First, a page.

By Mark Fowler
The worst thing about a deep recession may be the inevitable stupid pricing that follows. By stupid prices, I mean bidding or pricing goods and services that are below a company’s cost. The second worst thing about a deep recession is below-cost pricing drives the entire market price down and it takes two to three times as long for them to return to a reasonable level. A lasting recession ingrains these stupid low prices, because as one low-ball price king goes out of business—and they do—there is always another willing victim to take his or her place. This leaves a construction market with no profit margins, encouraging subcontractors into tax evasion, violating labor laws, over-looking quality and increasing construction defects. It has happened before and seems re-occurring, usually with a few minor twists.
Consider the last deep recession of the late-’70s and what happened within the construction industry. The leaky-building crisis. But how and why did this happen?
A Look BackIn the early-1970s, a predominant number of construction workers in this country went through a formal apprenticeship program. Flashing and installation practices for exteriors were simple, basic and universal. As a result, most buildings did not leak. By the mid-’80s, most construction labor had not been through any apprenticeship training and was reliant on what the field was teaching them, right or wrong. Combined with the stupid prices of the early-1980s, this resulted in poor field practices and became widely accepted as the industry standard. The result was a rash of leaky buildings across the country that dominated the 1990s.
I believe in capitalism but allowing price to be the sole driving force in any industry is always problematic. History has shown us that building owners and developers tend to be predictable; they take the lowest bid.
The subcontractor who bids below legitimate labor and material costs will have one or more of three outcomes:
- Go broke and not finish the project;
- Resort to cheating by not paying payroll taxes, workers’ compensation insurance; using unqualified and often an illegal work force;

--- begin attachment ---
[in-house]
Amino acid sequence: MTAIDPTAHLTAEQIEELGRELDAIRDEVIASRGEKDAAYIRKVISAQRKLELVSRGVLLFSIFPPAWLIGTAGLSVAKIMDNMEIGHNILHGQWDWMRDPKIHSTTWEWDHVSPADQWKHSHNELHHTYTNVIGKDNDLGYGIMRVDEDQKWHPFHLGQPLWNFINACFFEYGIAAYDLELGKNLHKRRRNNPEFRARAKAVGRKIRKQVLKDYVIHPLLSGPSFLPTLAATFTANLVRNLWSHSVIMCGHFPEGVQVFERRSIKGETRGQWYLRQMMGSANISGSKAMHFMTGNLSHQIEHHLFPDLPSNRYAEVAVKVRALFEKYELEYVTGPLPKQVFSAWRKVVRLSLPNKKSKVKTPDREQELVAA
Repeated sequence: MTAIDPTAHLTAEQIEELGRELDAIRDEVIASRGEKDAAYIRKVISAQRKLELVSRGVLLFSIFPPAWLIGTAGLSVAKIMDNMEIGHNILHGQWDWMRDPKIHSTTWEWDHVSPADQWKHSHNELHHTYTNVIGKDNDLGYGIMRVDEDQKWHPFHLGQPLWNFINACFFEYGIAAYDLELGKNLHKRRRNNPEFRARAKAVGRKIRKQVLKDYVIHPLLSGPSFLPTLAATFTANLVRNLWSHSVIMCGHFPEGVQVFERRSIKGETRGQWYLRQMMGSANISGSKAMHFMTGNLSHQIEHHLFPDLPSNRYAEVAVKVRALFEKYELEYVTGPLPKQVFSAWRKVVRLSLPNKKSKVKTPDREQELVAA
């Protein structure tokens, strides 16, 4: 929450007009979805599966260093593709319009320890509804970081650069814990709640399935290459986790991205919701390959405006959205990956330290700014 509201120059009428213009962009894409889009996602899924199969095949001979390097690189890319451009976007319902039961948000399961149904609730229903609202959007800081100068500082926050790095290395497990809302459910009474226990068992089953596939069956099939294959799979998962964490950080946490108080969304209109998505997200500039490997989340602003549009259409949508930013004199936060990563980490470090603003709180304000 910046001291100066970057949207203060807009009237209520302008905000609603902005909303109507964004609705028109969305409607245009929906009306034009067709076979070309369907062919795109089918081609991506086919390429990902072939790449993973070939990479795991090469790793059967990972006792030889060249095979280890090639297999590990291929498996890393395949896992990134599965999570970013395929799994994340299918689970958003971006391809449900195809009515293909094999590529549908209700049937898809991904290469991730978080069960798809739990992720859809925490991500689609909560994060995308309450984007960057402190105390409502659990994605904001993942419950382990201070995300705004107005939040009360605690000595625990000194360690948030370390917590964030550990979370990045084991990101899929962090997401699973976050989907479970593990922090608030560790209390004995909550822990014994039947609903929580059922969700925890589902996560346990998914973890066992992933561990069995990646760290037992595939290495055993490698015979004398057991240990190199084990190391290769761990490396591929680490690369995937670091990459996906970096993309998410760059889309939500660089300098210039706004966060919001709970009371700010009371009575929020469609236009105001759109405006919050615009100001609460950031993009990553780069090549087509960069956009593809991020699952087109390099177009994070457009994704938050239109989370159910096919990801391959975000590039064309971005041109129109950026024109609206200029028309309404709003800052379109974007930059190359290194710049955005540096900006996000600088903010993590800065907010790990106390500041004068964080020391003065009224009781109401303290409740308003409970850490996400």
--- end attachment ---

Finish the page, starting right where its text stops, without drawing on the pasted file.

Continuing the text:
- Do such a bad job that construction defects are imminent.
1. Contractor Goes Broke: The owner should not care about a contractor going broke.
Wrong: rarely does any contractor go broke and not leave a path of destruction and devastation in his wake. It costs money to clean up the mess, sometimes more than the median price bid.
2. Contractor Cheats: The owner should not care about a contractor who cheats. After all, it’s not his problem.
Wrong: contractors who cheat leave unpaid bills, as well as the destruction. People want to get paid and they will reach above to get it. Building owners and general contractors may be shocked it may not protect them.
3. Construction Defects: The owner will watch him carefully and make sure the job looks good. Building owners are not experts in construction and what looks good may still be defective. They think with the money that is saved, they can just hire an expert to watch the super cheap contractor.
Wrong: I have been around many of these types of projects with “so-called” experts. Even if they know what to look for, they cannot be there and watch every move of every worker, and things get covered up.
I would suggest building owners, general contractors and architects be extremely cautious of prices that are “too good to be true.” Building owners, municipalities and institutions would be advised to receive the bids, find the median price and select the most qualified contractor that is no lower than 15 percent to 20 percent below that median price.
Why do we believe the bid that is 50 percent below all the median bids will provide the best value? Are all the other subcontractors just that greedy and insanely over-priced, even in these tough times? Or is it more likely that the super cheap contractor is either very desperate or made a serious mistake? In either case, the question to the owner is: Will you knowingly take that stupid price and compound the mistake?
About the Author
Mark Fowler is the Editorial Director of Walls & Ceilings magazine. He has served as Executive Vice President of the Western Wall & Ceiling Contractors Association in Orange, Calif.
This article first appeared in Walls and Ceilings Magazine in October 2009.